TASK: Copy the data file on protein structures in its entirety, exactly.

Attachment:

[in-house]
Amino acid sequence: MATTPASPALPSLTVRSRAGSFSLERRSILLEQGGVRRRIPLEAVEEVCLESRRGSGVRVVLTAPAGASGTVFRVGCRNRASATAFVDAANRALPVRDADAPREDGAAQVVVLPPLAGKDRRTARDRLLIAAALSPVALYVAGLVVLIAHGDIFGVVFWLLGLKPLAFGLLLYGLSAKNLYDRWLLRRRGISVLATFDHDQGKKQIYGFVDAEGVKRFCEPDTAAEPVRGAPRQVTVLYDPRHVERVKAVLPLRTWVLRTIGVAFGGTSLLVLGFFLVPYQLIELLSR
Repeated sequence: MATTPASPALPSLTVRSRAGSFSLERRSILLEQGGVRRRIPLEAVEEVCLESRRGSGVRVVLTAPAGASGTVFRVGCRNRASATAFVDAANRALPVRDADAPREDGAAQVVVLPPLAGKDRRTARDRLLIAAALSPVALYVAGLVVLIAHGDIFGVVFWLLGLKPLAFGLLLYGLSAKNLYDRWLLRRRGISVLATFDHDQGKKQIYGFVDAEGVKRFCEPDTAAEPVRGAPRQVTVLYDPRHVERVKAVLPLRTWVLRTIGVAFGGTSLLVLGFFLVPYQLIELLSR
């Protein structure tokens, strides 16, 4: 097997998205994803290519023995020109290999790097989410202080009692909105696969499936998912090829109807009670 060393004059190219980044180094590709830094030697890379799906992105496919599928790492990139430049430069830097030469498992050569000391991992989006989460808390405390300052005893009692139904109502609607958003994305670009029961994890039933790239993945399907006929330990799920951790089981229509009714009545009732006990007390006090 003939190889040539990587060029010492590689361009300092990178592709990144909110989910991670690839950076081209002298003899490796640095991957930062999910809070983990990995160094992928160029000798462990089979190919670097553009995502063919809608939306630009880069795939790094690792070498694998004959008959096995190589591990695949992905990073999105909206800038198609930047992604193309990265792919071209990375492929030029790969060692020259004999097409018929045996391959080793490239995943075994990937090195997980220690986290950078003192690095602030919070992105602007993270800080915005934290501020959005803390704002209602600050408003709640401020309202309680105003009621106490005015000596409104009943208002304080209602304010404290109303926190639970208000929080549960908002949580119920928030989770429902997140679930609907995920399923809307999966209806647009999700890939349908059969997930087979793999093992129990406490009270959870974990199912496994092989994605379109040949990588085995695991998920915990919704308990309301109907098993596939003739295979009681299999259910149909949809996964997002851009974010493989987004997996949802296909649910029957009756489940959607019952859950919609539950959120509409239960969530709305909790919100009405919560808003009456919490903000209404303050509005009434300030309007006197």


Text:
[in-house]
Amino acid sequence: MATTPASPALPSLTVRSRAGSFSLERRSILLEQGGVRRRIPLEAVEEVCLESRRGSGVRVVLTAPAGASGTVFRVGCRNRASATAFVDAANRALPVRDADAPREDGAAQVVVLPPLAGKDRRTARDRLLIAAALSPVALYVAGLVVLIAHGDIFGVVFWLLGLKPLAFGLLLYGLSAKNLYDRWLLRRRGISVLATFDHDQGKKQIYGFVDAEGVKRFCEPDTAAEPVRGAPRQVTVLYDPRHVERVKAVLPLRTWVLRTIGVAFGGTSLLVLGFFLVPYQLIELLSR
Repeated sequence: MATTPASPALPSLTVRSRAGSFSLERRSILLEQGGVRRRIPLEAVEEVCLESRRGSGVRVVLTAPAGASGTVFRVGCRNRASATAFVDAANRALPVRDADAPREDGAAQVVVLPPLAGKDRRTARDRLLIAAALSPVALYVAGLVVLIAHGDIFGVVFWLLGLKPLAFGLLLYGLSAKNLYDRWLLRRRGISVLATFDHDQGKKQIYGFVDAEGVKRFCEPDTAAEPVRGAPRQVTVLYDPRHVERVKAVLPLRTWVLRTIGVAFGGTSLLVLGFFLVPYQLIELLSR
């Protein structure tokens, strides 16, 4: 097997998205994803290519023995020109290999790097989410202080009692909105696969499936998912090829109807009670 060393004059190219980044180094590709830094030697890379799906992105496919599928790492990139430049430069830097030469498992050569000391991992989006989460808390405390300052005893009692139904109502609607958003994305670009029961994890039933790239993945399907006929330990799920951790089981229509009714009545009732006990007390006090 003939190889040539990587060029010492590689361009300092990178592709990144909110989910991670690839950076081209002298003899490796640095991957930062999910809070983990990995160094992928160029000798462990089979190919670097553009995502063919809608939306630009880069795939790094690792070498694998004959008959096995190589591990695949992905990073999105909206800038198609930047992604193309990265792919071209990375492929030029790969060692020259004999097409018929045996391959080793490239995943075994990937090195997980220690986290950078003192690095602030919070992105602007993270800080915005934290501020959005803390704002209602600050408003709640401020309202309680105003009621106490005015000596409104009943208002304080209602304010404290109303926190639970208000929080549960908002949580119920928030989770429902997140679930609907995920399923809307999966209806647009999700890939349908059969997930087979793999093992129990406490009270959870974990199912496994092989994605379109040949990588085995695991998920915990919704308990309301109907098993596939003739295979009681299999259910149909949809996964997002851009974010493989987004997996949802296909649910029957009756489940959607019952859950919609539950959120509409239960969530709305909790919100009405919560808003009456919490903000209404303050509005009434300030309007006197």